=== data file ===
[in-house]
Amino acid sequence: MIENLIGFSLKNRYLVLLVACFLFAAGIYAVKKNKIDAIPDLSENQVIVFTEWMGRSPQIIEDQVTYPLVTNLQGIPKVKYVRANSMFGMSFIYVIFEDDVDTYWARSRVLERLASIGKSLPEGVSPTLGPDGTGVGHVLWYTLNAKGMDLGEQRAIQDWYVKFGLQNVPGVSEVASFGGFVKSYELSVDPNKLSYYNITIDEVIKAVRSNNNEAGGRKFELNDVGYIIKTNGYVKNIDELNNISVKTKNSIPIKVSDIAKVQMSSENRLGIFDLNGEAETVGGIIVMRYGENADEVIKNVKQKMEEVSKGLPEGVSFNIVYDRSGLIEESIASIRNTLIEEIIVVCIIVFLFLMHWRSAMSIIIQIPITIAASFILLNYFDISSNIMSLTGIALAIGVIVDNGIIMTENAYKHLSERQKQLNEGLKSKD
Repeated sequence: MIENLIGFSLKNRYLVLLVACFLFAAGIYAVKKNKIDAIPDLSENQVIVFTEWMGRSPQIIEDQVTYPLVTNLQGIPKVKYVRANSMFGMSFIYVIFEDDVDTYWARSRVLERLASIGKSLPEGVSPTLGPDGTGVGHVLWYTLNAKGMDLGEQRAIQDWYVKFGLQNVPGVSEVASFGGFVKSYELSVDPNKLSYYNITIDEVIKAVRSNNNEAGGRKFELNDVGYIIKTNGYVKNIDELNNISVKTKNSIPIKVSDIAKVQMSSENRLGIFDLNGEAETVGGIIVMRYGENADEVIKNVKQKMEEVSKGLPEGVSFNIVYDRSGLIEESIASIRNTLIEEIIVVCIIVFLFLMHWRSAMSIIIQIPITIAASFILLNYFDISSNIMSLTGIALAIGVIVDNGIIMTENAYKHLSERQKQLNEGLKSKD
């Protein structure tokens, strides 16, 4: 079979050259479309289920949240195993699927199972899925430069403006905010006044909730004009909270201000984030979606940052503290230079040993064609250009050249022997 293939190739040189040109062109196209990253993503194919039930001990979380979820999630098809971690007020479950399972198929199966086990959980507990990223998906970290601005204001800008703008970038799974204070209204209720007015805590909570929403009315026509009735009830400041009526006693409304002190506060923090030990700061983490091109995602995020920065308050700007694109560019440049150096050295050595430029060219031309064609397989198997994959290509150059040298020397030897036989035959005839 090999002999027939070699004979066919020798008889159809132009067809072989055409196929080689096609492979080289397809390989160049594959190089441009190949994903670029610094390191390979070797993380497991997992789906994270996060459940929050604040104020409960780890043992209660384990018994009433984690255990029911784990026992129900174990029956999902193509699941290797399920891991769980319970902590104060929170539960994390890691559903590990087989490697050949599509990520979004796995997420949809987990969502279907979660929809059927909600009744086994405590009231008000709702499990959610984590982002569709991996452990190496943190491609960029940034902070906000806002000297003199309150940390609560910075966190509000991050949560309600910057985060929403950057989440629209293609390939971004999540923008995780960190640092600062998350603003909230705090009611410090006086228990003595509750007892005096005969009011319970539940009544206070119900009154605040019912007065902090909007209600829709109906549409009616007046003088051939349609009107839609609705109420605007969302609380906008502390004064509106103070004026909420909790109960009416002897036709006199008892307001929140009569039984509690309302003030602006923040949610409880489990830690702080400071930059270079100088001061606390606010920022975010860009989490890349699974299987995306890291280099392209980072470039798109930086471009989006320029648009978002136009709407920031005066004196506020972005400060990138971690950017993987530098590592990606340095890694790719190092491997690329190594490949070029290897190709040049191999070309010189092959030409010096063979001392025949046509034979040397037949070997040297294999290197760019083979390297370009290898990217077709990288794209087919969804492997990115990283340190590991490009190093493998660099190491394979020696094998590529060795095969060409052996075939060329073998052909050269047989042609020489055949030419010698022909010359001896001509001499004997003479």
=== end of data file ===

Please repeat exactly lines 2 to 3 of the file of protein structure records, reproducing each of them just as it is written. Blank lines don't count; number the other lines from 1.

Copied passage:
Amino acid sequence: MIENLIGFSLKNRYLVLLVACFLFAAGIYAVKKNKIDAIPDLSENQVIVFTEWMGRSPQIIEDQVTYPLVTNLQGIPKVKYVRANSMFGMSFIYVIFEDDVDTYWARSRVLERLASIGKSLPEGVSPTLGPDGTGVGHVLWYTLNAKGMDLGEQRAIQDWYVKFGLQNVPGVSEVASFGGFVKSYELSVDPNKLSYYNITIDEVIKAVRSNNNEAGGRKFELNDVGYIIKTNGYVKNIDELNNISVKTKNSIPIKVSDIAKVQMSSENRLGIFDLNGEAETVGGIIVMRYGENADEVIKNVKQKMEEVSKGLPEGVSFNIVYDRSGLIEESIASIRNTLIEEIIVVCIIVFLFLMHWRSAMSIIIQIPITIAASFILLNYFDISSNIMSLTGIALAIGVIVDNGIIMTENAYKHLSERQKQLNEGLKSKD
Repeated sequence: MIENLIGFSLKNRYLVLLVACFLFAAGIYAVKKNKIDAIPDLSENQVIVFTEWMGRSPQIIEDQVTYPLVTNLQGIPKVKYVRANSMFGMSFIYVIFEDDVDTYWARSRVLERLASIGKSLPEGVSPTLGPDGTGVGHVLWYTLNAKGMDLGEQRAIQDWYVKFGLQNVPGVSEVASFGGFVKSYELSVDPNKLSYYNITIDEVIKAVRSNNNEAGGRKFELNDVGYIIKTNGYVKNIDELNNISVKTKNSIPIKVSDIAKVQMSSENRLGIFDLNGEAETVGGIIVMRYGENADEVIKNVKQKMEEVSKGLPEGVSFNIVYDRSGLIEESIASIRNTLIEEIIVVCIIVFLFLMHWRSAMSIIIQIPITIAASFILLNYFDISSNIMSLTGIALAIGVIVDNGIIMTENAYKHLSERQKQLNEGLKSKD